Purchasing a Premium Theme

If you are buying a premium theme, here are seven things to consider before making a purchase:

  1. Evaluate The Theme Author:
    Where the theme is coming from and who built it matters. Review the theme provider’s website, their profile, and their social media profiles. Look at their engagement with customers, and their participation in the community, Meetups, and WordCamps. Active community members with helpful blogs will care more about adhering to WordPress coding standards and best practices.
  2. Review The Support Policy:
    Learn what happens when you have an issue and how and where you can get help if you need it. If possible, review support forums or threads and check their response time and response quality. See if they have a Facebook group or other community for customers.
  3. Check Out The Ratings And Reviews:
    See what other people have to say about the WordPress theme company, the theme, and their experience using it—and evaluate responses (or lack thereof) from the theme author.
  4. Read The Company Blog:
    Chances are if a WordPress theme provider is investing in their blog and regularly posting new content, they’re planning on being around for a while and care about their reputation.
  5. Do A Google Search:
    Do a quick search for [THEME NAME]+Review or [COMPANY NAME]+Review to find reviews and blog posts written about the WordPress theme company and/or their themes.
  6. Ask The Experts:
    Before purchasing a premium WordPress theme, don’t be afraid to reach out to the professionals you trust in your network and ask what they think of the theme, or to see what theme companies they recommend. Those who work in WordPress have an overall vested interest in helping other people have a great experience with WordPress and they’ll be happy to point you in the right direction.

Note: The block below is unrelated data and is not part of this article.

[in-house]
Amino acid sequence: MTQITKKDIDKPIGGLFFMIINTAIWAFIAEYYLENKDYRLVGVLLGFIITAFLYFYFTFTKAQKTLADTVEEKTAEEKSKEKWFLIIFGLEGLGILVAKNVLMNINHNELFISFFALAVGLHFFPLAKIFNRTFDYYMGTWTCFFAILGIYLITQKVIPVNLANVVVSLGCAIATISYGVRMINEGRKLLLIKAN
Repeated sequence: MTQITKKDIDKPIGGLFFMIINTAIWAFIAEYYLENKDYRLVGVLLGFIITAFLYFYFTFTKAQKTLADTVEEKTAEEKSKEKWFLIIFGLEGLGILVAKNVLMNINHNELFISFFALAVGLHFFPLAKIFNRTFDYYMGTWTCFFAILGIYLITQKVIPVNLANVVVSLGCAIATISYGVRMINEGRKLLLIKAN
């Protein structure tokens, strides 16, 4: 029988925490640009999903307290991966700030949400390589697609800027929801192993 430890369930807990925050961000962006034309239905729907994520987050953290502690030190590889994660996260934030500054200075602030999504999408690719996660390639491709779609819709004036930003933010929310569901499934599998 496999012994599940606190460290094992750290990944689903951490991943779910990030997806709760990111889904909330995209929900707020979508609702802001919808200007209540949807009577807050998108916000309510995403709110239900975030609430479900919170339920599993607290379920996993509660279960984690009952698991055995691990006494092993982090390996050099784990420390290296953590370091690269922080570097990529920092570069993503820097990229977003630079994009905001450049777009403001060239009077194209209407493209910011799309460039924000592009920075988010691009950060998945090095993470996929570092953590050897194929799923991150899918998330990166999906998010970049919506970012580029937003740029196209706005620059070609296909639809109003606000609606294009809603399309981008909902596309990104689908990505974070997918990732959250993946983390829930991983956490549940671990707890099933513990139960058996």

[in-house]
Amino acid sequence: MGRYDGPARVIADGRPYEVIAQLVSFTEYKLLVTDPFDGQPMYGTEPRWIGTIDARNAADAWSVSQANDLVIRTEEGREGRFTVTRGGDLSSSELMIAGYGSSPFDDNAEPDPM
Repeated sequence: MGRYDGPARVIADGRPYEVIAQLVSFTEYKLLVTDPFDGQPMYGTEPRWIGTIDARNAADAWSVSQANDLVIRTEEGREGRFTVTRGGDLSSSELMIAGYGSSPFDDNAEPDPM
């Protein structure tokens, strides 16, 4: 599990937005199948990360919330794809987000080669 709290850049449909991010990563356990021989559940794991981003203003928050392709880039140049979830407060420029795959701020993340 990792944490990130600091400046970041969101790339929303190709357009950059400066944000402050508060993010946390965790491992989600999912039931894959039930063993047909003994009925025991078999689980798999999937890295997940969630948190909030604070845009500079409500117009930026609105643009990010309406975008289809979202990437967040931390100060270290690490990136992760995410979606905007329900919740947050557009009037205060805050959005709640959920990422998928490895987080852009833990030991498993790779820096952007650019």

7. Go To A WordPress Meetup:
    See if there is a WordPress Meetup in your area and go! Network with other WordPressers and ask what they think of the theme or to see what theme companies they recommend

Thinking About an All-in-One Theme?

When looking for a trustworthy WordPress theme, it can be tempting to go with a multi-purpose, all-in-one theme, but beware. Those themes, while they may have hundreds of thousands of downloads, are jam-packed with huge numbers of options and features—many of which you’re never going to use.

And that means you’ll not only have more code to be updated, maintained, and cared for, but chances for something to go wonky in the future. Plus, bloated themes tend to slow down your site. It is always best to go with the lightest-weight theme possible that fits your needs.

Need Help With Your Site?

Nexcess has a vested interest in helping your WordPress site succeed too! Try a demo with Managed WordPress Hosting, where we take care of image compression and plugin updates for you, so you can focus on your business and building your site.

Todd Terwillegar